Bands such as The Desert Sessions, the Eagles of Death Metal, Kyuss, and the Queens of the Stone Age are pioneers of the genre. As time goes on technology advances and the music changes too due to the greater amount of possibilities musically. Modern rock/metal bands such as Dethklok and The Killers have taken advantage of this technology by incorporating it into their music. They have done this by enhancing or manipulating the vocals or other instruments. The 2000s saw a surge of classic rock as well as a wave of modern rock. This great variety is what has kept people true to rock music.

Rock music has only been around for 60 years yet it has changed so greatly. Environmental and technological factors are just two things, which can greatly change music. Entire genres of music have been created in relatively small areas. This is changed though since nowadays music is incredibly easy to access. Music is a cycle, whatever is put into it always comes out in some way, shape, or form although it may not be extremely clear. The blues and jazz musicians who came before rock existed still influence it. What they did will always have an affect on music. Music is cyclical, so not matter how much it changes music can never be truly lost.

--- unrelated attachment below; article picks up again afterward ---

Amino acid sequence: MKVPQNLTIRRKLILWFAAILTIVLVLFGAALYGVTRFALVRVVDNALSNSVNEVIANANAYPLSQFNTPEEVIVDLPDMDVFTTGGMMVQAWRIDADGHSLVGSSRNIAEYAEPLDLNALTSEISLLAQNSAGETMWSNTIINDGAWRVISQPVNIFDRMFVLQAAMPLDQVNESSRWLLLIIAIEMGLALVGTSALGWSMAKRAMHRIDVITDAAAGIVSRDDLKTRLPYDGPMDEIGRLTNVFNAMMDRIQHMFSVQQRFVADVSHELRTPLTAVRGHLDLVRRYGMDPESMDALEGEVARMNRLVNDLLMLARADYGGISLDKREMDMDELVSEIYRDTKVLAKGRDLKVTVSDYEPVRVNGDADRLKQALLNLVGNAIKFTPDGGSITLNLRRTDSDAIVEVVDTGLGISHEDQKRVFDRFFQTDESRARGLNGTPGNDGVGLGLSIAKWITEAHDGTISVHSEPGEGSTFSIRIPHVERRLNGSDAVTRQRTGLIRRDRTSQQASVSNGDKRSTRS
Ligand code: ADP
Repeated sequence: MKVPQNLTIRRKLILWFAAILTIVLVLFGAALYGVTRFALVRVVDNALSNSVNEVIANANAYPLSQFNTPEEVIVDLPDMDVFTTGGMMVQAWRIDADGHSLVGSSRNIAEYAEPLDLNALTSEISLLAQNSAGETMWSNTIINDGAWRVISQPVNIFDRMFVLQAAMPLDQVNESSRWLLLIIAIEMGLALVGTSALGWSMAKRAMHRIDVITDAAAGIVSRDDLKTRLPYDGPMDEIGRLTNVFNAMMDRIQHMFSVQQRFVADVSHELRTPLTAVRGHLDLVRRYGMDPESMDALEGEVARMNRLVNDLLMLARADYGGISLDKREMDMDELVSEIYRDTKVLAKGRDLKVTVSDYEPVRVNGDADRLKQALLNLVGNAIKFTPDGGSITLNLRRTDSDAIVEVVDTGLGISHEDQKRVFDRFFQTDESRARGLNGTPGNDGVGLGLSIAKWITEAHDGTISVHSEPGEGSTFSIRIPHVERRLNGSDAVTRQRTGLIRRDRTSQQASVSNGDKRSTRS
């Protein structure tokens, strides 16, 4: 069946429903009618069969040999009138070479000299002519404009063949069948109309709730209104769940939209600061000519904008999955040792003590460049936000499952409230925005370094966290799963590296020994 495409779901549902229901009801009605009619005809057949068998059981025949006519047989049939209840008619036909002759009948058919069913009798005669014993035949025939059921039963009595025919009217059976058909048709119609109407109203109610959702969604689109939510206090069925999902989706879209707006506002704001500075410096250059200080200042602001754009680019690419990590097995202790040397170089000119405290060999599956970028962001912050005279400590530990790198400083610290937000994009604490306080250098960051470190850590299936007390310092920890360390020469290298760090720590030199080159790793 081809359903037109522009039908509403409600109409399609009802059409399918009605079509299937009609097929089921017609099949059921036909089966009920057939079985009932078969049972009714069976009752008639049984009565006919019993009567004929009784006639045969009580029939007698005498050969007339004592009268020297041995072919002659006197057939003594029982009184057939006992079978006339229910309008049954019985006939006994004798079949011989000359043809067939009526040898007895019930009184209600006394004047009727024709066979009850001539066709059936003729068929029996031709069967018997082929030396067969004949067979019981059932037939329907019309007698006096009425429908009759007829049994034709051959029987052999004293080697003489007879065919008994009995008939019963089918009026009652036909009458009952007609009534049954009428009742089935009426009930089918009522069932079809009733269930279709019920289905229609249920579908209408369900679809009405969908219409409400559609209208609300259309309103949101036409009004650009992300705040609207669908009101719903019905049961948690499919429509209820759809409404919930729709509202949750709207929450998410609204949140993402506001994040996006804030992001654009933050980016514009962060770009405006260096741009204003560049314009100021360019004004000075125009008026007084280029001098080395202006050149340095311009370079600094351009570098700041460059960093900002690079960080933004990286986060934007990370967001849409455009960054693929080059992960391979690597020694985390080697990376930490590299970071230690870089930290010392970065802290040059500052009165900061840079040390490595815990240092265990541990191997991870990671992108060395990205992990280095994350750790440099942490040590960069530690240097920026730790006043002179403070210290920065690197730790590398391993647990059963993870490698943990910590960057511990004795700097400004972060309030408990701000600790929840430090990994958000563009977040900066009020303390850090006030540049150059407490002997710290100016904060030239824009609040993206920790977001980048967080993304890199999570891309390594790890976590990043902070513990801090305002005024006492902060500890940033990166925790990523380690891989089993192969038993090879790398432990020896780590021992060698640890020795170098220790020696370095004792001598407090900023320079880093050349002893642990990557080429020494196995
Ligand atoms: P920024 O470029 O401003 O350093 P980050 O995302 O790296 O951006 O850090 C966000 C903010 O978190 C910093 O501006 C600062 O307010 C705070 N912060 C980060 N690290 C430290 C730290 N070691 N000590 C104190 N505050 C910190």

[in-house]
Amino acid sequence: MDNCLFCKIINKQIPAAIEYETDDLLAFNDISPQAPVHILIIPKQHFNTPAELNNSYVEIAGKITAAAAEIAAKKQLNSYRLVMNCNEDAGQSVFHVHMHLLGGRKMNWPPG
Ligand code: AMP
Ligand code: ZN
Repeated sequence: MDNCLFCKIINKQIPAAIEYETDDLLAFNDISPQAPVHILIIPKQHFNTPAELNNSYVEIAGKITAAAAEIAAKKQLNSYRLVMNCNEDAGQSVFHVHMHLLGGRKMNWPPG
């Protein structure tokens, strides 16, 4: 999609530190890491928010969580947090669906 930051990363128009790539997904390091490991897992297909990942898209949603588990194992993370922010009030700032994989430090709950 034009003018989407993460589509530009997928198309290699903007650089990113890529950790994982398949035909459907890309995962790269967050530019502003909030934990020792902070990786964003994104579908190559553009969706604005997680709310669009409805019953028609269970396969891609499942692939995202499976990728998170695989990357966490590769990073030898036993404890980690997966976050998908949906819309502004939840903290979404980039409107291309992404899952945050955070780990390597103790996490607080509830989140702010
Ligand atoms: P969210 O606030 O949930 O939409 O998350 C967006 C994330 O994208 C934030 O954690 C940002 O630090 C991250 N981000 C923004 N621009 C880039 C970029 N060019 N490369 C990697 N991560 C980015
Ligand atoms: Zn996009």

Sources:

Primary:

Barres, Pamela Des. Rock Bottom: Dark Moments in Music Babylon. 1st. New York, NY, USA: St. Martin's Press, 1996. Print.

Christgau, Robert. Grown Up All Wrong: 75 great rock and pop artists from vaudeville to techno. Cambridge, Massachusetts: Harvard University Press, 1998. Print.

Molotsky, Irvin. "Gore Sees Hollywood Leaders On Issues of Lewd Rock Lyrics." New York Times 6 Nov. 1987: A19. Print.

Molotsky, Irvin. "Hearing on Rock Lyrics." New York Times 20 Sep. 1985: C8. Print.